For National Preparedness Month, PG&E Helps Customers Create Plans to Stay Safe during Earthquakes, Wildfires and Extreme Weather

SAN FRANCISCO--()--Earthquakes, wildfires and extreme weather are natural disasters that can occur anywhere and anytime in California. During National Preparedness Month in September, Pacific Gas and Electric Company (PG&E) is helping its customers get ready before emergencies occur and educating them on how to stay safe when disasters strike.

For the second year in a row, PG&E sponsored the California Day of Preparedness Event, hosted by the State’s Office of Emergency Services (OES) in Sacramento. This was a free public event featuring emergency preparedness activities, booths and vehicles from several agencies. PG&E representatives were on hand to provide information about the utility’s emergency response program, gas leak detection technology and response to the state’s historic drought. PG&E also provided gas and electric safety demonstrations for attendees.

Throughout September, PG&E will participate in several other community events and preparedness fairs in its service area to encourage customers to have a preparedness plan and teach them about potential gas and electric hazards that can occur following a catastrophic event.

“Having a personal preparedness plan and knowing what to do during a natural disaster is vital for Californians. To help educate the communities we serve, PG&E partners with organizations, like OES, to help better prepare our customers for such events,” said Barry Anderson, vice president of emergency preparedness and operations for PG&E.

PG&E has a plan for emergencies, and the utility practices and evaluates its emergency response with local first responders every year. California residents should also develop, update and practice their personal preparedness plans as well, and National Preparedness Month is the perfect time to get started with the following tips:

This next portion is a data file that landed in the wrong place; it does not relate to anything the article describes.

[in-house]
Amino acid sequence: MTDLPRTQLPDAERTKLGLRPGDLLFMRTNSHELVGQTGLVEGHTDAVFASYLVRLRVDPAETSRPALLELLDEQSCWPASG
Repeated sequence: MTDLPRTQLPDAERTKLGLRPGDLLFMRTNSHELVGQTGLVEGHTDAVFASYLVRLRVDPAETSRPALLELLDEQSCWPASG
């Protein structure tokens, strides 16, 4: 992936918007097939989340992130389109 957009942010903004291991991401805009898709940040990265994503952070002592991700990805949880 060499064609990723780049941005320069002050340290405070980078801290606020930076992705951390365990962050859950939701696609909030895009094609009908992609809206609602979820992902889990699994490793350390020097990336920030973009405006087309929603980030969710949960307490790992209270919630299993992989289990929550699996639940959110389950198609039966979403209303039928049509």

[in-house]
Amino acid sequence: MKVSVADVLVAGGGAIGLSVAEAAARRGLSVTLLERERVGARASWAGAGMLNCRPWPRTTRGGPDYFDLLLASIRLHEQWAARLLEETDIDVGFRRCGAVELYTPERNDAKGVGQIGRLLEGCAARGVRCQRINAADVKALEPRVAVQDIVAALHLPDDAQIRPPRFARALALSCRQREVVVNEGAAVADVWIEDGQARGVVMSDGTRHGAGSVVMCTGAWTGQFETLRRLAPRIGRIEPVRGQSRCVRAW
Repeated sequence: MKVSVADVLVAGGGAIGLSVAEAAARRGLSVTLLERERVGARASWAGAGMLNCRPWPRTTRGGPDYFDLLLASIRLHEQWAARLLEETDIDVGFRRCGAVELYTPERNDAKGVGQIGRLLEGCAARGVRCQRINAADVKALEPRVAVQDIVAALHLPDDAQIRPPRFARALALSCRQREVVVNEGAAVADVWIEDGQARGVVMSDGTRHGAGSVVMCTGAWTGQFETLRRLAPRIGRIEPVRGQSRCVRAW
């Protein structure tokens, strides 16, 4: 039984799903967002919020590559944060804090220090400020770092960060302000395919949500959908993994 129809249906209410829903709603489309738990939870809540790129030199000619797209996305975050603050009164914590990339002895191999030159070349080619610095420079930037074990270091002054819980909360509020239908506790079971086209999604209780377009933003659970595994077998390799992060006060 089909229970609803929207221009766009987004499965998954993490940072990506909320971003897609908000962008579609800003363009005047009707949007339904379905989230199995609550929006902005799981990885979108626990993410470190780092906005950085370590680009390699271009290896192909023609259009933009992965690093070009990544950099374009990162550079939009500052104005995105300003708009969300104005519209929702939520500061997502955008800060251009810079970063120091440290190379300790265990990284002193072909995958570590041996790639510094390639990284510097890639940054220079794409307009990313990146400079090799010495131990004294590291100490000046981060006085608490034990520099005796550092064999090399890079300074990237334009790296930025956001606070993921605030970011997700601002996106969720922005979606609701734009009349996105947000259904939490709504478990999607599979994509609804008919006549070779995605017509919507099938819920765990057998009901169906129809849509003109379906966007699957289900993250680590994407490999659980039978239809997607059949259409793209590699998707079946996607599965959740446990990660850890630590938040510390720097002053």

• Prepare an emergency plan and conduct an emergency drill with your family.
  • Prepare an evacuation plan for your home. Each room should have at least two ways to escape in case one is blocked. Establish a place where your family can reunite.
  • Establish an alternative way to contact others who are not home, such as an out-of-the-area telephone contact.
  • Prepare and maintain an emergency preparedness kit with enough supplies on hand to be self-sufficient for at least three days, and preferably up to one week.
  • Know where your gas service shutoff valve is, and how to shut off your gas supply. The main shutoff valve is normally near your gas meter and will require the use of a 12- to 15-inch adjustable pipe or crescent-type wrench or other suitable tool.
  • Know which of your appliances use gas and where the appliance shutoff valves are. In some cases, turning off the gas at the appliance shutoff valve will suffice.
  • Know where the main electric switch is and how to turn off your electric supply.


  • Check for injuries and ensure that everyone is safe.
  • Check for damage. If you smell or hear gas escaping inside your home or business, get everyone outside and shut off the gas immediately!
  • Do not use electrical switches, appliances or phones because sparks can ignite gas. Do not check for a gas leak with a match or an open flame.
  • Once outside, use your phone from a safe location upwind where you can no longer smell gas to call 911 and PG&E at 1-800-743-5000.
  • Shut off the gas at the main gas service valve normally located near your gas meter by using a 12- to 15-inch adjustable wrench or other suitable tool to give the valve a quarter turn.
  • Once you shut off the gas, DO NOT turn it back on. Contact PG&E or another qualified professional to perform a safety inspection before the gas service is restored and the gas appliance pilots are re-lit.
  • If the power goes out, turn off all electric appliances to avoid overloading circuits and fire hazards when power is restored. Leave a single lamp on to alert you when power returns. Turn your appliances back on one at a time when conditions return to normal.
  • During a power outage, use battery-operated flashlights instead of candles due to the risk of fire. If you must use candles, keep them away from drapes, lamp shades and small children and never leave them unattended.
  • Treat all downed power lines as if they are energized and extremely dangerous. Keep yourself and others away from them. Call 911, and then notify PG&E at 1-800-743-5000.

More safety and readiness information is available through PG&E’s website, at and through the Federal Emergency Management Agency at

About PG&E

Pacific Gas and Electric Company, a subsidiary of PG&E Corporation (NYSE:PCG), is one of the largest combined natural gas and electric utilities in the United States. Based in San Francisco, with more than 20,000 employees, the company delivers some of the nation’s cleanest energy to 15 million people in Northern and Central California. For more information, visit and


Pacific Gas and Electric Company
Brian Swanson, 415-973-5930


Pacific Gas and Electric Company
Brian Swanson, 415-973-5930